We know we’re not supposed to talk about money, politics or religion with friends. The subjects can create some awkward and unpleasant moments if you and your pals aren’t on the same page.
When it comes to money, though, the recession may be forcing our hand.
You know your buddy’s unemployed. You’re out for dinner and you know he really can’t afford it. But he doesn’t want anyone feeling sorry for him. Make a big deal about trying to pay and you may make him feel worse.
So how’s it done? How do you navigate that tricky terrain?
A few weeks ago, we asked “Who buys the beers in the recession?” We got a few good responses. But I think people saw the “beers” headline and didn’t look deeper into what we were asking.
So here’s another chance to weigh in. Tell us about an awkward money conversation with friends and how you work through it.
We’ll highlight the responses in an upcoming post. We’ll also be tapping MPR’s Public Insight Network for stories.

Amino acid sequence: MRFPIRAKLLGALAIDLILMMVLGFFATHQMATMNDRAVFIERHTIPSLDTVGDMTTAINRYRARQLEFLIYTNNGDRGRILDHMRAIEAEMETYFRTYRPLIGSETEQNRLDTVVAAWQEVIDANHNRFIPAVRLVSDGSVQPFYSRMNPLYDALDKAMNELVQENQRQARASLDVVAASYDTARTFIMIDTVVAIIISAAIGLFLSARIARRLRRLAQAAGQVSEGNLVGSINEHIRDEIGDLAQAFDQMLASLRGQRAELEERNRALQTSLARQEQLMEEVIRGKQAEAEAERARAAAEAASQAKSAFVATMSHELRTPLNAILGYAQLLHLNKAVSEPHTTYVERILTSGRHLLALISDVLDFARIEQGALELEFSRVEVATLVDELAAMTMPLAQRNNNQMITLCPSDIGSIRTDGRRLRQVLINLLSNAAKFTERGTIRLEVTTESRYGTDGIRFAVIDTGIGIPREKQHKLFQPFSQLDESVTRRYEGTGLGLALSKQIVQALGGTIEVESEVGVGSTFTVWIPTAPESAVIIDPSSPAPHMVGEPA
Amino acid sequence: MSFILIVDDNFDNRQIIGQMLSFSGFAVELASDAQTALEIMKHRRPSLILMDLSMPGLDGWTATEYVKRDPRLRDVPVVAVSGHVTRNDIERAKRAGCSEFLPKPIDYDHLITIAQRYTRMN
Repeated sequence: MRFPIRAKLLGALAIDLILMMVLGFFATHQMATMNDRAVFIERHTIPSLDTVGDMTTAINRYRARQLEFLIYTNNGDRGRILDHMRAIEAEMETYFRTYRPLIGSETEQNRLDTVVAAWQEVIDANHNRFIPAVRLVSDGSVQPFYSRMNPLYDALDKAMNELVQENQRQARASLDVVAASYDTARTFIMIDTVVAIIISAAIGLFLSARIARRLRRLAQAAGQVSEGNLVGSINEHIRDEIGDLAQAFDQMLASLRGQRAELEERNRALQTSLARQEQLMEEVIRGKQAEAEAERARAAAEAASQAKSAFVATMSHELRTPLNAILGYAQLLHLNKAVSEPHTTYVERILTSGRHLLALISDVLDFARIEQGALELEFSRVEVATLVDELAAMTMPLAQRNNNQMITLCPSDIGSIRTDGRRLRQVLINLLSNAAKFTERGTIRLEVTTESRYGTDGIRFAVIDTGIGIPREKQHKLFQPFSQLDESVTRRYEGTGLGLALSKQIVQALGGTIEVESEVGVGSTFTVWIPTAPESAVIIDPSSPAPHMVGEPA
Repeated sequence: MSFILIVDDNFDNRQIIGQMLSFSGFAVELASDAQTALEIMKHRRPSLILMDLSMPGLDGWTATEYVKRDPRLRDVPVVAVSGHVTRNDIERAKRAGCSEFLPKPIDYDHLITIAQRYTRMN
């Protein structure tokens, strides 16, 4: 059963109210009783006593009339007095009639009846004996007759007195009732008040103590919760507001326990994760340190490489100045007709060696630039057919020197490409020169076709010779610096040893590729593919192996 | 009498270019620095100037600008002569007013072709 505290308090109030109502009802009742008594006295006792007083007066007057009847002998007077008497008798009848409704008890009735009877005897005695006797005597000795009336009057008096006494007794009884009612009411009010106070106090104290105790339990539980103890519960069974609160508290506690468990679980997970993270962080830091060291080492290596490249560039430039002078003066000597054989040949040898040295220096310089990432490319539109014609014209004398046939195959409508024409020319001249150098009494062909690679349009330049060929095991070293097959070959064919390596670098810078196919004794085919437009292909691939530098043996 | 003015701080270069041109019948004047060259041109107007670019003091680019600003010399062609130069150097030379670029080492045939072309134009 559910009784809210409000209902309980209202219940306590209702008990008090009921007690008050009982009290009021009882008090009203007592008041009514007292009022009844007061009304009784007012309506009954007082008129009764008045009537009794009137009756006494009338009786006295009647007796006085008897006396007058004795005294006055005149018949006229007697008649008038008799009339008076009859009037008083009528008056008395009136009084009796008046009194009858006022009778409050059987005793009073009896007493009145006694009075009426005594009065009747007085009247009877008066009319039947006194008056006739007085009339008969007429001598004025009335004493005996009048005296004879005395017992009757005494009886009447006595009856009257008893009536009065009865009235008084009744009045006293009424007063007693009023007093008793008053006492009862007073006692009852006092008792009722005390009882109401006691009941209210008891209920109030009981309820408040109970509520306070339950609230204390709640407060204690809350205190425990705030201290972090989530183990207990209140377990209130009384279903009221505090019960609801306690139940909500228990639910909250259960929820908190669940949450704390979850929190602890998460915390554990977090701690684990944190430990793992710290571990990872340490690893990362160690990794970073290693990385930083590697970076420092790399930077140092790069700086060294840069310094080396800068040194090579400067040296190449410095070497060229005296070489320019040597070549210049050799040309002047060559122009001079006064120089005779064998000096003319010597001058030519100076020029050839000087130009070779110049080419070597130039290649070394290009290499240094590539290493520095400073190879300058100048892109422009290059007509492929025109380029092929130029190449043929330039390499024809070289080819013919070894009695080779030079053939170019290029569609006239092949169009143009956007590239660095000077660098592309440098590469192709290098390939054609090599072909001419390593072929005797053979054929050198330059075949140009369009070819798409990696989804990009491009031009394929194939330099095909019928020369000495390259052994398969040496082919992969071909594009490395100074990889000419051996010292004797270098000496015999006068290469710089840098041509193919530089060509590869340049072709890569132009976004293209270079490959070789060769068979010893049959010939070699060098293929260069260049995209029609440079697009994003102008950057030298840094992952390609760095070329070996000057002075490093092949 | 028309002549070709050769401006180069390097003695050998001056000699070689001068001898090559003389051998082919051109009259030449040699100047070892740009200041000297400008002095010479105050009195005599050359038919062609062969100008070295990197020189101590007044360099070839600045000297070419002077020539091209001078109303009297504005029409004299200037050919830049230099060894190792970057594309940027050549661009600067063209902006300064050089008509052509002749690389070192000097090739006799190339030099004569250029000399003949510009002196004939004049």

Mark Pringle, a bookkeeper from Chilton, WI, told us he and his friends do the math and split the tab evenly when they go out.
His advice: “Avoid money conversations by minding your own business. If you can’t afford to do your part, don’t go out.
“A better alternative if you are pinched is to cook something at home. I frequently have friends over for Sunday breakfast buffet because it’s cheap and everybody likes breakfast. For less than the cost of one plate you get more real conversation and comfort.”
Like many folks in Minnesota and the Upper Midwest, “I was raised with the idea that one does not discuss personal money matters with friends,” says Kathleen Monico, a semi-retired pharmacist from Park Rapids.
“If someone does bring it up I try to be understanding, but not offer much in advice, nor make comparisons to my own situation. If it is a very, very close friend who needs help, I may offer, but only if they ask and only if I can afford to help.”
Going out with friends, it’s assumed that each will pay their own way unless someone’s invited to a celebration, like a birthday, she adds. “Or we take turns if it is just one other person. This has not changed much in my circles.”
Share your story and you might be able to help someone else figure out what to say. Post something below or tell us here.